September 20, 2016; Washington Post
It is not uncommon for parties to agree on or a court to order a payment to charity to settle a lawsuit, but when the money to pay those settlements comes from a private foundation full of other folks’ money, it may be wandering into the realm of serious self-dealing.
David Farenthold of the Washington Post says that Donald Trump spent more than a quarter-million dollars from the foundation that carried his name to satisfy the requirements of legal settlements against his businesses.
In one case, Trump’s Mar-a-Lago Club was fined $120,000 for ignoring Palm Beach’s regulations on limits to the height of a flagpole. Palm Beach agreed to waive the fines if Mar-a-Lago made a $100,000 donation to a veterans’ charity. But the money to pay the settlement was, in the end, drawn from the Trump Foundation.
In the other case in New York, a lawsuit was settled by making a $158,000 donation to the plaintiff’s chosen charity. Again, records both from Trump and the recipient foundation found that that money also came from the Trump Foundation.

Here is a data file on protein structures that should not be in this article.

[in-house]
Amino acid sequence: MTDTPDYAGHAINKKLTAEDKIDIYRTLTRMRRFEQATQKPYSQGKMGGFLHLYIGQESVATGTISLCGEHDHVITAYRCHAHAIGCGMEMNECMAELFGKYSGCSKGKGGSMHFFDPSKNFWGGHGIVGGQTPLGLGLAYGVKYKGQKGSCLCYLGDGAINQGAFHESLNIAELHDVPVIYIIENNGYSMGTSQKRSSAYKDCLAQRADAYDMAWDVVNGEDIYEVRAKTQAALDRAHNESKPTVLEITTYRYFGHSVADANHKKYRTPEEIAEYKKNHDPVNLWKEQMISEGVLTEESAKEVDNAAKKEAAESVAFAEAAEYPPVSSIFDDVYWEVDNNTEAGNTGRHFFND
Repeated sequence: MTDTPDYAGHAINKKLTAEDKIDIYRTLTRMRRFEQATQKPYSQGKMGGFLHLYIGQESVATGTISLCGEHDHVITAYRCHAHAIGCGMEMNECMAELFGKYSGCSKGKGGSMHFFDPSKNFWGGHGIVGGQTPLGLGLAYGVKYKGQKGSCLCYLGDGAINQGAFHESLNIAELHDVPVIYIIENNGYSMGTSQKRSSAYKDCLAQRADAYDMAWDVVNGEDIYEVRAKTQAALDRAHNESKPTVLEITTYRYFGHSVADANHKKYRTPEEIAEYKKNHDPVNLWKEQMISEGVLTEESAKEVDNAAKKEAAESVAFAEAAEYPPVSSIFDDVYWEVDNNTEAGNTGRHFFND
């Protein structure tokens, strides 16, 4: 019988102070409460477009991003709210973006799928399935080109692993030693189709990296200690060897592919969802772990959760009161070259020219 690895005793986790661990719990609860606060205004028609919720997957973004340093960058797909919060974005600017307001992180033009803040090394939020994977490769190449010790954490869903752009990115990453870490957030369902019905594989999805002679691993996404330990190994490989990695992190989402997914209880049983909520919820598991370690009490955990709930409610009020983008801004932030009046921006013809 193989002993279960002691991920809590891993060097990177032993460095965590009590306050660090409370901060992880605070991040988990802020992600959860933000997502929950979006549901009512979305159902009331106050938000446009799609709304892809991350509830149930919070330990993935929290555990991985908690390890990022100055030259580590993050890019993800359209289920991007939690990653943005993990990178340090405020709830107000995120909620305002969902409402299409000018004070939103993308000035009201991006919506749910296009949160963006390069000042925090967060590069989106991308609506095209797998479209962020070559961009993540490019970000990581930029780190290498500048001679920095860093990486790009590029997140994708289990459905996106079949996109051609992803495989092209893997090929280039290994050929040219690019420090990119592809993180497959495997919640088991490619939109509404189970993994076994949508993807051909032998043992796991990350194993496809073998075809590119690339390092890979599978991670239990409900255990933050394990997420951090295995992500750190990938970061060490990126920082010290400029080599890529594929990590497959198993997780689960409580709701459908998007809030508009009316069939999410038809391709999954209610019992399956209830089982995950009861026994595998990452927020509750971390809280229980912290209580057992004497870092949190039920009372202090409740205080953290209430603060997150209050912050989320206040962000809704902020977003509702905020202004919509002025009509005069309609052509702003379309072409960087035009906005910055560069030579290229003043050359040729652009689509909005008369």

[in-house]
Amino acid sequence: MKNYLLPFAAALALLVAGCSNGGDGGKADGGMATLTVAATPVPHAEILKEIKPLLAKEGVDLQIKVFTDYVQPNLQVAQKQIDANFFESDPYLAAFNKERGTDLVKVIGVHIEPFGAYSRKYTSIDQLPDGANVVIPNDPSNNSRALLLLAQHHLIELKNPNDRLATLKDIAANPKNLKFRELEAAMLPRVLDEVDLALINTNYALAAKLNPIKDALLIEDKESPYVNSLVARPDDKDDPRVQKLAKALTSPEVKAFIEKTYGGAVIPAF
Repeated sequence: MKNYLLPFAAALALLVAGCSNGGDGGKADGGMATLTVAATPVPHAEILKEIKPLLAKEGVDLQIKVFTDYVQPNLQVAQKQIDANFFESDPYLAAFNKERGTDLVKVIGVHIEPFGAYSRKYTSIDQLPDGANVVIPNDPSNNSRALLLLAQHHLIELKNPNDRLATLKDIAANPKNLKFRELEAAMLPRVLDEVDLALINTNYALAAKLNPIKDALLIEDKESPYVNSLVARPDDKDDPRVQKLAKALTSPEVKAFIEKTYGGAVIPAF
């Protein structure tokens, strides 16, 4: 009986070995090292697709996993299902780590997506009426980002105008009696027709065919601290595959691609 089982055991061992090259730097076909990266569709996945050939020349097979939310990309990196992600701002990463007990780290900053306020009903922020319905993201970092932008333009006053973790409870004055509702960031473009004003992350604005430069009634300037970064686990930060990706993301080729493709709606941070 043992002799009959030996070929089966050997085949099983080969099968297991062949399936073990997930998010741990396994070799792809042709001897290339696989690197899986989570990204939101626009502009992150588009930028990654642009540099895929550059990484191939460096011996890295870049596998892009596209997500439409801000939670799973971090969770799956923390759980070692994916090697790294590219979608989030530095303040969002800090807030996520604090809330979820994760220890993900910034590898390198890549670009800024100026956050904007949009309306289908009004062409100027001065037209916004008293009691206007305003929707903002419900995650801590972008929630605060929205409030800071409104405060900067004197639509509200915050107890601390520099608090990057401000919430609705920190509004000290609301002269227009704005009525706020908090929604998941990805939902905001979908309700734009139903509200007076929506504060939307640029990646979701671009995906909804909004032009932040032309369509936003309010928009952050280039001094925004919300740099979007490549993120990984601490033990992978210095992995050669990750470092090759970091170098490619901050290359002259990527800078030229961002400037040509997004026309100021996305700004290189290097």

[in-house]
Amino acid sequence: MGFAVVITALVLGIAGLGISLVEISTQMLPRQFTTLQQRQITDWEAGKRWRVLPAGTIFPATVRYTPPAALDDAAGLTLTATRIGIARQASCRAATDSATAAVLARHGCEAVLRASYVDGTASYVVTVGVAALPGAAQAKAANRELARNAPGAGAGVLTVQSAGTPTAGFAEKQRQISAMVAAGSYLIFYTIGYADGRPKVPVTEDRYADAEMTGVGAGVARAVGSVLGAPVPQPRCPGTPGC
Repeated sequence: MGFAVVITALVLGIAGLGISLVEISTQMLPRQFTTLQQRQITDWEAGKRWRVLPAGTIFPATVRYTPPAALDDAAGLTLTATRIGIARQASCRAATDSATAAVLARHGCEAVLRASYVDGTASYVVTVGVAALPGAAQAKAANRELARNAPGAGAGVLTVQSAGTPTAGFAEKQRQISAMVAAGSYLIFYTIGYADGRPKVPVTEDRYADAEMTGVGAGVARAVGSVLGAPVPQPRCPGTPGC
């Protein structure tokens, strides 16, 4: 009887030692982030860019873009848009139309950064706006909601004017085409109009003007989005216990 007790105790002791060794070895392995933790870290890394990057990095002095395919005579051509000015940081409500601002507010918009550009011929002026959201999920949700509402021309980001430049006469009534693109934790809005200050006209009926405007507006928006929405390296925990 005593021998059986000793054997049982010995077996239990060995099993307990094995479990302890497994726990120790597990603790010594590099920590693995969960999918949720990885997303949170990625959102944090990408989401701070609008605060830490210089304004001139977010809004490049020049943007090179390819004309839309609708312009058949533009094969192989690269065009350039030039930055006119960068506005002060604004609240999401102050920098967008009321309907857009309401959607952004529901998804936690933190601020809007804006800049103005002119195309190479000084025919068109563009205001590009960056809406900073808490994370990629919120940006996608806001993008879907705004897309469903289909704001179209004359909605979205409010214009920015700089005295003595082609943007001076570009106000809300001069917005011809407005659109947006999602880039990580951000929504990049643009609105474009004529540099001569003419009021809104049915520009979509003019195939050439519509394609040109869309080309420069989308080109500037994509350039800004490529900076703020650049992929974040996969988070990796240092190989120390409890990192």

“I represent 700 nonprofits a year, and I’ve never encountered anything so brazen,” said Jeffrey Tenenbaum of the Venable LLP law firm. “If he’s using other people’s money—run through his foundation—to satisfy his personal obligations, then that’s about as blatant an example of self-dealing [as] I’ve seen in awhile.”
Rosemary E. Fei, an attorney who advises nonprofit groups, said about the two incidents, “Yes, Trump pledged as part of the settlement to make a payment to a charity, and yes, the foundation is writing a check to a charity. But the obligation was Trump’s. And you can’t have a charitable foundation paying off Trump’s personal obligations. That would be classic self-dealing.”
Trump’s campaign issued a statement that begins with an attack on the Clinton Foundation and then accuses the Washington Post of getting its facts wrong—in both cases, we suppose, hoping that they can keep true believers close by ringing the old familiar bells. The statement also once again touted Trump’s body of charity work, which remains largely unsupported.
There was not, and could not be, any intent or motive for the Trump Foundation to make improper payments. All contributions are reported to the IRS, and all Foundation donations are publicly disclosed. Mr. Trump is generous both with his money and with his time. He has provided millions of dollars to fund his Foundation and a multitude of other charitable causes.
Nonprofits and philanthropy as a whole do not need the American public to start assuming such ethical and legal violations are par for the course and that this is somehow just a targeting of one foundation for political reasons. Trump’s use of “his” charity is an affront, and we will be interested to see where it all goes. —Ruth McCambridge